|Publication number||US7312830 B2|
|Application number||US 10/451,606|
|Publication date||Dec 25, 2007|
|Filing date||Dec 18, 2001|
|Priority date||Dec 20, 2000|
|Also published as||CN1227905C, CN1481645A, EP1410630A1, EP1410630A4, US20040130660, WO2002051144A1|
|Publication number||10451606, 451606, PCT/2001/48786, PCT/US/1/048786, PCT/US/1/48786, PCT/US/2001/048786, PCT/US/2001/48786, PCT/US1/048786, PCT/US1/48786, PCT/US1048786, PCT/US148786, PCT/US2001/048786, PCT/US2001/48786, PCT/US2001048786, PCT/US200148786, US 7312830 B2, US 7312830B2, US-B2-7312830, US7312830 B2, US7312830B2|
|Inventors||Michael Evan Crabb, Donald Henry Willis|
|Original Assignee||Thomson Licensing|
|Export Citation||BiBTeX, EndNote, RefMan|
|Patent Citations (13), Classifications (11), Legal Events (4)|
|External Links: USPTO, USPTO Assignment, Espacenet|
This application claims the benefit under 35 U.S.C. § 365 of International Application PCT/US91/48786 filed Dec. 18, 2001, which claims the benefit of U.S. Provisional Application No. 60/256,804 filed Dec. 20, 2000.
1. Technical Field
This invention relates to the field of decoding Moving Picture Experts Group (MPEG) images, and more particularly, to a method and system for transferring information used in the decoding of an MPEG video sequence from the decoder hardware to an external device for use in converting interlaced video to progressive video.
2. Description of the Related Art
When a deinterlacer is operating on a Moving Picture Experts Group (MPEG) decoded signal, it can perform a perfect deinterlacing of progressive pictures. This, however, is conditioned upon knowing which field begins a picture. To properly convert the interlaced video to progressive video, this information needs a method of transfer from the MPEG decoder to the deinterlacing unit.
In the past, the deinterlacer did not use this information; or if the deinterlacer was within the same integrated circuit as the MPEG decoder this information did not have to be provided to the deinterlacer.
Attempts have been made to enable deinterlacers to independently determine which field begins a picture. For example, some deinterlacers attempt to analyze the video signal pixels to determine this information. This analysis, however, is complicated and can be error prone. Thus, a need exists for a deinterlacer and method that overcomes the detriments described above.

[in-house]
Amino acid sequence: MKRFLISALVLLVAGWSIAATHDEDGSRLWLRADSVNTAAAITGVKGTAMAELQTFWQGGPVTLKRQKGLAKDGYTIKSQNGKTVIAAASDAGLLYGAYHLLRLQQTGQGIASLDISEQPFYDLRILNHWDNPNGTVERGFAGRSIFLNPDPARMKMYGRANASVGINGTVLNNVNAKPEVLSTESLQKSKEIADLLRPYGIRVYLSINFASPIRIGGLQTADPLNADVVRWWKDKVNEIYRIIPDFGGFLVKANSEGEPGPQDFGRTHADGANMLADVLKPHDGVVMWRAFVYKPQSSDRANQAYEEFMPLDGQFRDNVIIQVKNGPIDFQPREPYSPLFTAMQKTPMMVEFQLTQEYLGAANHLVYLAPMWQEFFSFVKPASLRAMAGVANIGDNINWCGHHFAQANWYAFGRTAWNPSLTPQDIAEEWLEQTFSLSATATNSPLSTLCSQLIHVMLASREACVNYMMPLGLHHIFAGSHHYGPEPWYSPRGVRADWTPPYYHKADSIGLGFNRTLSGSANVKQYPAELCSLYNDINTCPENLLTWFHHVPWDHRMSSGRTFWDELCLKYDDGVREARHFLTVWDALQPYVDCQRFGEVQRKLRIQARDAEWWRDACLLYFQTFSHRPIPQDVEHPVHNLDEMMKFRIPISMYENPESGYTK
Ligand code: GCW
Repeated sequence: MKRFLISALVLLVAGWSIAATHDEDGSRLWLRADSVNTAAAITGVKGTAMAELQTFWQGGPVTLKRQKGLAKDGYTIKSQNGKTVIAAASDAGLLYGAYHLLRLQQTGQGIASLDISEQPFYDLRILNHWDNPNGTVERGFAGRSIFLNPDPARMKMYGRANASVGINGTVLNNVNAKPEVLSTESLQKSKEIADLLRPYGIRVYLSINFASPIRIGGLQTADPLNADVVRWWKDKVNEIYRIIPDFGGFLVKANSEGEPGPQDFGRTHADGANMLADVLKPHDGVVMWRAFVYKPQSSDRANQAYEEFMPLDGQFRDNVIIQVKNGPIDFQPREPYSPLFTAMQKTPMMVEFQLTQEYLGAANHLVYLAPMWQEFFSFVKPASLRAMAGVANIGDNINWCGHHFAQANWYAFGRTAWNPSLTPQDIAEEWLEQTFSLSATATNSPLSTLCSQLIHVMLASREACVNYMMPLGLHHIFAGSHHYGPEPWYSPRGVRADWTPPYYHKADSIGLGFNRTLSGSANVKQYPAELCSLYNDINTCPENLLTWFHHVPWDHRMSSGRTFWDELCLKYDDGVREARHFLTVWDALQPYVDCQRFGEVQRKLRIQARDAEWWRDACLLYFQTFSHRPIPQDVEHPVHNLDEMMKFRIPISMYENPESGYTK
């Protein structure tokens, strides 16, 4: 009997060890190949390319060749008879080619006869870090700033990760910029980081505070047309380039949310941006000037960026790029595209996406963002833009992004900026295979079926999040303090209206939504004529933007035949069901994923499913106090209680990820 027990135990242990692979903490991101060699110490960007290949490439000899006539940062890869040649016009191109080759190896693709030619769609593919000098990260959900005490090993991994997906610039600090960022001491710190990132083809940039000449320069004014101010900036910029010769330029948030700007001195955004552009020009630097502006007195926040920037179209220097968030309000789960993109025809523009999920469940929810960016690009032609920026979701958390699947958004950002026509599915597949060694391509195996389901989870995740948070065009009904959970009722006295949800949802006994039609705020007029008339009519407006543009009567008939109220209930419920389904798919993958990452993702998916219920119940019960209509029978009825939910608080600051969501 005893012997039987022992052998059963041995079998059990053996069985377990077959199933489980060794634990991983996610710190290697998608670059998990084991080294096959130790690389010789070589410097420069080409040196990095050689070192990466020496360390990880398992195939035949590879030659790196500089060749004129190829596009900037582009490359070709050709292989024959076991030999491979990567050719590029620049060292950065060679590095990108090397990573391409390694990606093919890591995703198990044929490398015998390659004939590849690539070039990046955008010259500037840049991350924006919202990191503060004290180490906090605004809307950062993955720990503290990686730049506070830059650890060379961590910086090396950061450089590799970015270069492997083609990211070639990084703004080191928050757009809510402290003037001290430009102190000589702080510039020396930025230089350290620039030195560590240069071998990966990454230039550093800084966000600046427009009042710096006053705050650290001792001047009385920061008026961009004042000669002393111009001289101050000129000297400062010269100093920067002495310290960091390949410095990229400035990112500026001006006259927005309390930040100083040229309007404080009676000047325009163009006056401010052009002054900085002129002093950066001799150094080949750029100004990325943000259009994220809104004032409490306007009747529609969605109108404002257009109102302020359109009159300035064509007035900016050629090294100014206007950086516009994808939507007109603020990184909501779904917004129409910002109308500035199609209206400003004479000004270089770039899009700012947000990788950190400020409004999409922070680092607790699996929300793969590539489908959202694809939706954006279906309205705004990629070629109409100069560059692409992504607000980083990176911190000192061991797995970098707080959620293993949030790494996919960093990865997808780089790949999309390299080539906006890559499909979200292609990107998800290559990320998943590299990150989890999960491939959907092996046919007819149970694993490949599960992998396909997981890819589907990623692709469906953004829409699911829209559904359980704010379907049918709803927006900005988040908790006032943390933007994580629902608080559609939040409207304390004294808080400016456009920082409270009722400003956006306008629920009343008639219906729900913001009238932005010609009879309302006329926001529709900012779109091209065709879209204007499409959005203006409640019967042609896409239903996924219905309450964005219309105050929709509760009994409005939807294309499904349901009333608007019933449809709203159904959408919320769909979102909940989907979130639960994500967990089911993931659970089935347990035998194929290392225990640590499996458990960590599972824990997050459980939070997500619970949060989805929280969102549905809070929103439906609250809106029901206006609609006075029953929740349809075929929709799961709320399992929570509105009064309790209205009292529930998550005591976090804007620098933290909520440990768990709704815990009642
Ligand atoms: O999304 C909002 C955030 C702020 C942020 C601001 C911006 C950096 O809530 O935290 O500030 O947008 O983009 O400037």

The invention disclosed herein provides a method and system for transferring information for use in converting interlaced video to progressive video. In particular, when progressive pictures are decoded in a Moving Picture Experts Group (MPEG) decoder, the vertical synchronization signal can be selectively pulse width modulated to indicate to the deinterlacer when a first field of a progressive picture is being transmitted.
One aspect of the present invention can include a method of converting interlaced video to progressive video. The method can include receiving a video signal representative of at least one picture and determining whether the picture is progressive. If the picture is progressive, a vertical synchronization signal associated with a first field of the picture can be modified. Further processing of the video signal can then be performed in response to the modification to the vertical synchronization signal. Further processing can comprise converting the video signal to an interlaced video signal associated with the vertical synchronization signal and further converting the interlaced video signal to a progressive video signal in response to modifications made to the vertical synchronization signal.
Another embodiment of the invention can be a method of converting interlaced video to progressive video where an MPEG 2 video data stream can be received. The MPEG 2 video data stream can contain at least one picture. The method can include determining whether the picture is progressive. If so, a first field of the picture can be identified. A vertical synchronization signal can be selectively pulse width modulated to create an identifier associated the first field. The MPEG 2 video data stream can be converted to an interlaced video signal, which can then be converted to a progressive signal in correspondence with modifications made to the selectively pulse width modulated signal.
Another aspect of the invention can include a system for converting interlaced video to progressive video. The system can include a decoder which can convert a received MPEG 2 video data stream to an interlaced video signal. The MPEG 2 video data stream can specify at least a first field of a picture. The decoder further can produce a vertical synchronization signal which is selectively pulse width modulated to identify the first field. A deinterlacer can be included which can convert the interlaced video signal to a progressive video signal based upon the selectively pulse width modulated vertical synchronization signal. Additionally, the system can include a processor which can coordinate the decoder and the deinterlacer.
There are shown in the drawings embodiments which are presently preferred, it being understood, however, that the invention is not so limited to the precise arrangements and instrumentalities shown.
The invention disclosed herein provides a method and system for transferring information for use in converting interlaced video to progressive video. More specifically, the invention provides for the transference of information obtained in the decoding of a Moving Picture Experts Group (MPEG) video sequence from the decoder hardware to an external device for use in converting interlaced video to progressive video. The method can be implemented, for example, on a high definition television (HDTV) receiver having a liquid crystal on silicon (LCOS) imager.